Wednesday, August 31, 2016

Plain and Simple Stitching

With the beginning of the new school year members of our church gather school supplies and prepare school kits that are distributed worldwide by the Mennonite Central Committee to children who might not have the means to purchase these supplies.  They are packed in washable cloth drawstring bags so that the children have a way to keep their school supplies in one place and easily carry them back and forth to school each day.

Yesterday at quilt ministry we cut up a pair of donated tab curtains into ten long rectangles.  The curtains were made of a denim-type fabric, more suited to this purpose than to quilt making.  After cutting and then folding/pressing the edges for the first stitching, the other ladies were working on binding their current projects so I brought the bags home to finish assembling.   Here are the first five, completed last night, minus their drawstring ties.  Another member is bringing her supply of macrame cord and we will string the bags at our next meeting.
Plain and Simple!

The kitchen has been a whirlwind of activity so far this week with the tomatoes ripening at a faster pace than I can keep up. After giving away the first large batch to one daughter who just moved and had no garden this summer, we began canning some for our winter pantry. So far 14 pints of plain stewed tomatoes and 7 1/2 jars of the most wonderful tomato jam. Here's what awaits when I return from my haircut later this morning - today's haul is destined for salsa and we'll try another batch of tomato jam using some of the Lemon Boys.  Thankfully our forecast is for cooler days soon, and I'll be thankful for a cool breeze blowing through the kitchen while we're working on these and the rest of the crop.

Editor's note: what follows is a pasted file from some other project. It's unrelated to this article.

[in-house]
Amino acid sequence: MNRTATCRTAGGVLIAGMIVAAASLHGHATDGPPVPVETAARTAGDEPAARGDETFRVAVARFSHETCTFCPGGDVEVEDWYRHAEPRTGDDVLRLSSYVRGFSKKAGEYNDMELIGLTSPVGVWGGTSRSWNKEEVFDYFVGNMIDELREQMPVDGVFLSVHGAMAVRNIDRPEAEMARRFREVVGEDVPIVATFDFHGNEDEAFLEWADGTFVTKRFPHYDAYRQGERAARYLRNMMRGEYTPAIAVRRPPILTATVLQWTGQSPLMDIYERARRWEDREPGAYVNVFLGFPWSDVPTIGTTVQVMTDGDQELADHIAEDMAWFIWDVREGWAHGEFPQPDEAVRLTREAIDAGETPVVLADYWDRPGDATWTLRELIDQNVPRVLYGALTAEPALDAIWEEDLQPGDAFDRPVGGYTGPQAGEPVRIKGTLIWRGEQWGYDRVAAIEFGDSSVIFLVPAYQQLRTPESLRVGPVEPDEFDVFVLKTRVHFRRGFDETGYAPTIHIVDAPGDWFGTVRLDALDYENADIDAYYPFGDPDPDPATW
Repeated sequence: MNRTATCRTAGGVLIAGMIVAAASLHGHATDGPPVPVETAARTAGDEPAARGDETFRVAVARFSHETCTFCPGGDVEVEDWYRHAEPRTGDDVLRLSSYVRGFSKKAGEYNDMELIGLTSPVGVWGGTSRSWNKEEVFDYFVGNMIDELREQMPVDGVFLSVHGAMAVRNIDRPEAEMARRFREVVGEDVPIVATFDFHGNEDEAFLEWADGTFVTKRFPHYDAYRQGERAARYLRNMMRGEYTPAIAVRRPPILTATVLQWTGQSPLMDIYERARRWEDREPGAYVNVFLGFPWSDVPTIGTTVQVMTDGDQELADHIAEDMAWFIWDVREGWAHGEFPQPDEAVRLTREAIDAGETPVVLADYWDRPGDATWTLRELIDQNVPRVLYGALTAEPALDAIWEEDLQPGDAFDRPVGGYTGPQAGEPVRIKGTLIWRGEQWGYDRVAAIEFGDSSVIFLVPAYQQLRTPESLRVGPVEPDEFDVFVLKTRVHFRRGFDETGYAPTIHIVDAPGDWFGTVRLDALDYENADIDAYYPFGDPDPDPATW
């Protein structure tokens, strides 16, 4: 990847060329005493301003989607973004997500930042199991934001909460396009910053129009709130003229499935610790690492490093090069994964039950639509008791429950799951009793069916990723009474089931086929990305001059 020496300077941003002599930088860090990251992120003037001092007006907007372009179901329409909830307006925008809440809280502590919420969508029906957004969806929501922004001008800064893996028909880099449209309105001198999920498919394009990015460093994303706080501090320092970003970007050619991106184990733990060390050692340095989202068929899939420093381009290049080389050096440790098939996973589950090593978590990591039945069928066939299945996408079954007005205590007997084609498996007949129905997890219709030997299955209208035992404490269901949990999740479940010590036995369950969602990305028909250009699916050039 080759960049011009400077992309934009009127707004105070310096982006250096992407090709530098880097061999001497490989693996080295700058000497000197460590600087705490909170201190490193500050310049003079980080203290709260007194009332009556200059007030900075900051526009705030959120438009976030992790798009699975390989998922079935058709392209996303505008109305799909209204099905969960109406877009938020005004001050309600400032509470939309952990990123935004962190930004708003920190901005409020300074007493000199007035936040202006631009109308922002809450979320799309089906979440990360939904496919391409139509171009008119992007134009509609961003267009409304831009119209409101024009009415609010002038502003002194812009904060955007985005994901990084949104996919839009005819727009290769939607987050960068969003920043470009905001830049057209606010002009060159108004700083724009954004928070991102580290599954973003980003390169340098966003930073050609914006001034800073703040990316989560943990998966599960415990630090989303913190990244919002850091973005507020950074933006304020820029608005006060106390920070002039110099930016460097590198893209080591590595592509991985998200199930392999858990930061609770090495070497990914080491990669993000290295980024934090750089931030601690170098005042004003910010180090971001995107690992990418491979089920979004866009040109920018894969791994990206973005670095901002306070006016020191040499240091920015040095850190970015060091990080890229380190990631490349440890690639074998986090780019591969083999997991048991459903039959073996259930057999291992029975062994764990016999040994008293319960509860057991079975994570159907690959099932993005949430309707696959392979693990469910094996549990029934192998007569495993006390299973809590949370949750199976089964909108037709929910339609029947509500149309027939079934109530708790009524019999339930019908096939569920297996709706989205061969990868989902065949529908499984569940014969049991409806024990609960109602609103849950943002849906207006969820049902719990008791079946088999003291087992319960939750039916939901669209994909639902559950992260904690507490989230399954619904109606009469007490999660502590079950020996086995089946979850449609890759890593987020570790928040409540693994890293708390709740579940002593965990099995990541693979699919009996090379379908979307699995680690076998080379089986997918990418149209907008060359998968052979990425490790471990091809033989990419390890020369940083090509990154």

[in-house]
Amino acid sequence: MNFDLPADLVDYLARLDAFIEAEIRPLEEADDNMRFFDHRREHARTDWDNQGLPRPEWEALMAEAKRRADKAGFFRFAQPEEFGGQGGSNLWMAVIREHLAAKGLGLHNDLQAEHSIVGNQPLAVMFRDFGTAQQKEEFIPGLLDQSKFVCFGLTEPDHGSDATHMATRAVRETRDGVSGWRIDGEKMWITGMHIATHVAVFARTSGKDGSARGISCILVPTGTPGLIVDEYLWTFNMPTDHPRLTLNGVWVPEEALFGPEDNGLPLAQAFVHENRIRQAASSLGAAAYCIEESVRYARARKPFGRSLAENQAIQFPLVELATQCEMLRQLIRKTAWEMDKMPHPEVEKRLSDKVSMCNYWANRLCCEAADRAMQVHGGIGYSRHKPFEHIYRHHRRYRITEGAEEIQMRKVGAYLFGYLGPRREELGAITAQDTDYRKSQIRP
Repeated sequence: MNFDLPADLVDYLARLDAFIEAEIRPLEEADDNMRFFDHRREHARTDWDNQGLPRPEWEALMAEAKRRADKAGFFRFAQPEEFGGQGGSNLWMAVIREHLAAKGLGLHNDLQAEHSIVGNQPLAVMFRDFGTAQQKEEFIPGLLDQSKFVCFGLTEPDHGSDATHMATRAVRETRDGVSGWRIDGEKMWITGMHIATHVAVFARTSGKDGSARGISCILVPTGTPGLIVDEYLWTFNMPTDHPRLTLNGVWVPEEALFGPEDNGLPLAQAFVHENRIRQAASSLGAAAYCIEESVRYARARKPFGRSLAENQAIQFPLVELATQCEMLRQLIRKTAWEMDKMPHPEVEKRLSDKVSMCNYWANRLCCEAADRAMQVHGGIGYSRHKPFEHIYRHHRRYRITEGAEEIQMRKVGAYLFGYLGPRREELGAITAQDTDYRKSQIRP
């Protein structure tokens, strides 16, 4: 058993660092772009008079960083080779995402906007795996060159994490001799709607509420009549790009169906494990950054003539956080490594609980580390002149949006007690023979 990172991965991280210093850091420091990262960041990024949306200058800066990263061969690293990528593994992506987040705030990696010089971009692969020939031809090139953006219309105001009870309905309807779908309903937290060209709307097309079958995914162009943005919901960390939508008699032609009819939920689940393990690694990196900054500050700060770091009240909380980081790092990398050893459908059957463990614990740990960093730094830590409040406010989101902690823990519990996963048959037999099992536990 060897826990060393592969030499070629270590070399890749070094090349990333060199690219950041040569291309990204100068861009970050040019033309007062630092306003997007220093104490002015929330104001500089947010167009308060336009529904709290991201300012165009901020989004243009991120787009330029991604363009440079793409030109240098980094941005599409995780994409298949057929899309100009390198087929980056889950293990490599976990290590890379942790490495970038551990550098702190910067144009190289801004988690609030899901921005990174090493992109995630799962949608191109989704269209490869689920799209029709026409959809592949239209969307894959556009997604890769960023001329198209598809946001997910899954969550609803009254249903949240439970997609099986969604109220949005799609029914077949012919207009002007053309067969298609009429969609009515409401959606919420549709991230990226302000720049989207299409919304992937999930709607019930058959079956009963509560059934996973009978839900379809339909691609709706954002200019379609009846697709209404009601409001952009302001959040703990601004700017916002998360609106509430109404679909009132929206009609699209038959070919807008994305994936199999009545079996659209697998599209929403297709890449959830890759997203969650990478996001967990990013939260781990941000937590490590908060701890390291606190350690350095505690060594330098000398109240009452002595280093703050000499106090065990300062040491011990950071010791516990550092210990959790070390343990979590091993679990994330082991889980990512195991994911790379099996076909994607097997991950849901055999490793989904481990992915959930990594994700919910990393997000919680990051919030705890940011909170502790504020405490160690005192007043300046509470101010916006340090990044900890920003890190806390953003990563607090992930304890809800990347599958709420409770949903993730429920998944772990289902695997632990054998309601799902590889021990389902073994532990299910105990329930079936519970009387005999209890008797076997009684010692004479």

The sunflowers are heavy with seeds, some have begun to fall over from the weight, and a small flock of goldfinches have returned to snack on the seeds.  Our sugar pumpkin crop was almost totally decimated by some type of grub, we were only able to salvage three pumpkins from that planting. We also planted a couple varieties of field pumpkins in another field, and after discovering the grub damage in the sugar pumpkin patch also discovered some damage to the others.  All the winter squash are growing alongside the field pumpkins and we feared for that crop, but decided to try setting pieces of aluminum foil under each ripening pumpkin and squash that hadn't already been damaged. Sounds strange I know, but so far it seems to be working as we haven't detected any further grub damage yet.

Wednesday, August 24, 2016

Catching up with myself .. or trying to!